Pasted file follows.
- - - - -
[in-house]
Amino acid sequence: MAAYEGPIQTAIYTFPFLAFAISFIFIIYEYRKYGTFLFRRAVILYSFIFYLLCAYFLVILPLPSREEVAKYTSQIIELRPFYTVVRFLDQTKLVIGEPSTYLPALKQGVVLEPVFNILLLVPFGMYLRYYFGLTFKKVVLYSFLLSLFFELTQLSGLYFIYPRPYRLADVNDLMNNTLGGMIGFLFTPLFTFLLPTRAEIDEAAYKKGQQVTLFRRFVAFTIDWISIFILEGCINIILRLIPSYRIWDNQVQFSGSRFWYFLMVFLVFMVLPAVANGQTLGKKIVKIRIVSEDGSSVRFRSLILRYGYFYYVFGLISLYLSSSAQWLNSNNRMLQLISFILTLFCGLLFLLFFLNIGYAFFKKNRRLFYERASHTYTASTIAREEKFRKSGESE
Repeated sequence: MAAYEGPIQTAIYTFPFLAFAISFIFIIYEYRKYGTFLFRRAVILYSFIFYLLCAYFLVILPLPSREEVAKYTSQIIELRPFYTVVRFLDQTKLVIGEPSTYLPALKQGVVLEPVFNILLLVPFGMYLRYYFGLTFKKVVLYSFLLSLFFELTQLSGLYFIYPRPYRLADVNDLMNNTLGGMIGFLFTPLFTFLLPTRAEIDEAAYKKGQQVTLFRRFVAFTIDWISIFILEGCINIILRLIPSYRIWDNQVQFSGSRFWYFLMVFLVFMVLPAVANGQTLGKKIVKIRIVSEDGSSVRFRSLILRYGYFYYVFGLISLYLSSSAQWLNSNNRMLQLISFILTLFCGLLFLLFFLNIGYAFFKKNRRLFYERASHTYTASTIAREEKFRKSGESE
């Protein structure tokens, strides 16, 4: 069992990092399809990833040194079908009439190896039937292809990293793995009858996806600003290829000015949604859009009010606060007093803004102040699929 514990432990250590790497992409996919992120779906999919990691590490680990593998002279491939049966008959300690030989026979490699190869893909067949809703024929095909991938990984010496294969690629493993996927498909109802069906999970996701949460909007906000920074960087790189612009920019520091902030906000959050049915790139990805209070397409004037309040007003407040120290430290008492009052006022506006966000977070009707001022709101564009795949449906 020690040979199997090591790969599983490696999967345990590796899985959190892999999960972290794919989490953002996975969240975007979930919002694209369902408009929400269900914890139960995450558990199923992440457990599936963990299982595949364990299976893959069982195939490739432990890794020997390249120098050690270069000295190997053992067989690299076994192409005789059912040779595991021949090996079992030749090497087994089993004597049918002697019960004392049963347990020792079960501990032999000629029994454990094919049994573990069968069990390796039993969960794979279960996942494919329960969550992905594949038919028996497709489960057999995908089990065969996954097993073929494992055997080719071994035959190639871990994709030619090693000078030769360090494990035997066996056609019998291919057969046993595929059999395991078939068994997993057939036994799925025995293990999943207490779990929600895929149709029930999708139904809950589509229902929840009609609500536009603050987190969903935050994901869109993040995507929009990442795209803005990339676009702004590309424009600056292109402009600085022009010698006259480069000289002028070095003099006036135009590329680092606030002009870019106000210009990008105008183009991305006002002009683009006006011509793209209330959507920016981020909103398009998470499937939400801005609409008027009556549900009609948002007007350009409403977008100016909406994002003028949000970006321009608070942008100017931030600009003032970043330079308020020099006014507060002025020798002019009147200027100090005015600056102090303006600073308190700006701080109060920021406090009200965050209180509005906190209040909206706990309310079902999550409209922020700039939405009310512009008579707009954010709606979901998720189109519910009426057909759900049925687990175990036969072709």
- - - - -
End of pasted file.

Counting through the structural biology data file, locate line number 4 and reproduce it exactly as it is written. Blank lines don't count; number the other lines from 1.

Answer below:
């Protein structure tokens, strides 16, 4: 069992990092399809990833040194079908009439190896039937292809990293793995009858996806600003290829000015949604859009009010606060007093803004102040699929 514990432990250590790497992409996919992120779906999919990691590490680990593998002279491939049966008959300690030989026979490699190869893909067949809703024929095909991938990984010496294969690629493993996927498909109802069906999970996701949460909007906000920074960087790189612009920019520091902030906000959050049915790139990805209070397409004037309040007003407040120290430290008492009052006022506006966000977070009707001022709101564009795949449906 020690040979199997090591790969599983490696999967345990590796899985959190892999999960972290794919989490953002996975969240975007979930919002694209369902408009929400269900914890139960995450558990199923992440457990599936963990299982595949364990299976893959069982195939490739432990890794020997390249120098050690270069000295190997053992067989690299076994192409005789059912040779595991021949090996079992030749090497087994089993004597049918002697019960004392049963347990020792079960501990032999000629029994454990094919049994573990069968069990390796039993969960794979279960996942494919329960969550992905594949038919028996497709489960057999995908089990065969996954097993073929494992055997080719071994035959190639871990994709030619090693000078030769360090494990035997066996056609019998291919057969046993595929059999395991078939068994997993057939036994799925025995293990999943207490779990929600895929149709029930999708139904809950589509229902929840009609609500536009603050987190969903935050994901869109993040995507929009990442795209803005990339676009702004590309424009600056292109402009600085022009010698006259480069000289002028070095003099006036135009590329680092606030002009870019106000210009990008105008183009991305006002002009683009006006011509793209209330959507920016981020909103398009998470499937939400801005609409008027009556549900009609948002007007350009409403977008100016909406994002003028949000970006321009608070942008100017931030600009003032970043330079308020020099006014507060002025020798002019009147200027100090005015600056102090303006600073308190700006701080109060920021406090009200965050209180509005906190209040909206706990309310079902999550409209922020700039939405009310512009008579707009954010709606979901998720189109519910009426057909759900049925687990175990036969072709």